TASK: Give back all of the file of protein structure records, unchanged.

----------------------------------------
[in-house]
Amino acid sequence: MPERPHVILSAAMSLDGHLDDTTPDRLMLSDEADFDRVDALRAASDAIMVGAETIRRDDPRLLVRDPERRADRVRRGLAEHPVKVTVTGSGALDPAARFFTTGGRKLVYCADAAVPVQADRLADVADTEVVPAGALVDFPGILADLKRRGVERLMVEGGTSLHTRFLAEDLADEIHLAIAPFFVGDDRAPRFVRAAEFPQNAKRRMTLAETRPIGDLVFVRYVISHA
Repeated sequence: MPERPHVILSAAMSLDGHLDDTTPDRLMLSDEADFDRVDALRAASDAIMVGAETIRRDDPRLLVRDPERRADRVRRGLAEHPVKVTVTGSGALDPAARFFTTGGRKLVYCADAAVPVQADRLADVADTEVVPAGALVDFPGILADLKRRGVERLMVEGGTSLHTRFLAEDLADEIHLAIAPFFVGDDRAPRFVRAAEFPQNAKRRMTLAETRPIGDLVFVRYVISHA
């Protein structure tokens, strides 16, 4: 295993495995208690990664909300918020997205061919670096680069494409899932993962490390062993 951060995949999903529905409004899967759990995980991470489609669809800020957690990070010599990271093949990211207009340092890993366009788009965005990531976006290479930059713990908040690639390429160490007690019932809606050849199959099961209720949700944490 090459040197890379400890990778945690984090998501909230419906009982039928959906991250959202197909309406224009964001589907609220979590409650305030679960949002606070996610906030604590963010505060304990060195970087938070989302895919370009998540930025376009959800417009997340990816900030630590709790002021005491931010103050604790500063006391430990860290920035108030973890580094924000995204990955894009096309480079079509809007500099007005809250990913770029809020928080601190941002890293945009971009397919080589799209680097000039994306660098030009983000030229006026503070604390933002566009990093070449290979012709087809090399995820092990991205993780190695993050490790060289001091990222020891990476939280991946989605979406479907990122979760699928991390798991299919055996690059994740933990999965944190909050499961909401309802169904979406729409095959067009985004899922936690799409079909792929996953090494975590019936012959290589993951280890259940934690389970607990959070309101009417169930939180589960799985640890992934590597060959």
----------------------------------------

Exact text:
[in-house]
Amino acid sequence: MPERPHVILSAAMSLDGHLDDTTPDRLMLSDEADFDRVDALRAASDAIMVGAETIRRDDPRLLVRDPERRADRVRRGLAEHPVKVTVTGSGALDPAARFFTTGGRKLVYCADAAVPVQADRLADVADTEVVPAGALVDFPGILADLKRRGVERLMVEGGTSLHTRFLAEDLADEIHLAIAPFFVGDDRAPRFVRAAEFPQNAKRRMTLAETRPIGDLVFVRYVISHA
Repeated sequence: MPERPHVILSAAMSLDGHLDDTTPDRLMLSDEADFDRVDALRAASDAIMVGAETIRRDDPRLLVRDPERRADRVRRGLAEHPVKVTVTGSGALDPAARFFTTGGRKLVYCADAAVPVQADRLADVADTEVVPAGALVDFPGILADLKRRGVERLMVEGGTSLHTRFLAEDLADEIHLAIAPFFVGDDRAPRFVRAAEFPQNAKRRMTLAETRPIGDLVFVRYVISHA
């Protein structure tokens, strides 16, 4: 295993495995208690990664909300918020997205061919670096680069494409899932993962490390062993 951060995949999903529905409004899967759990995980991470489609669809800020957690990070010599990271093949990211207009340092890993366009788009965005990531976006290479930059713990908040690639390429160490007690019932809606050849199959099961209720949700944490 090459040197890379400890990778945690984090998501909230419906009982039928959906991250959202197909309406224009964001589907609220979590409650305030679960949002606070996610906030604590963010505060304990060195970087938070989302895919370009998540930025376009959800417009997340990816900030630590709790002021005491931010103050604790500063006391430990860290920035108030973890580094924000995204990955894009096309480079079509809007500099007005809250990913770029809020928080601190941002890293945009971009397919080589799209680097000039994306660098030009983000030229006026503070604390933002566009990093070449290979012709087809090399995820092990991205993780190695993050490790060289001091990222020891990476939280991946989605979406479907990122979760699928991390798991299919055996690059994740933990999965944190909050499961909401309802169904979406729409095959067009985004899922936690799409079909792929996953090494975590019936012959290589993951280890259940934690389970607990959070309101009417169930939180589960799985640890992934590597060959």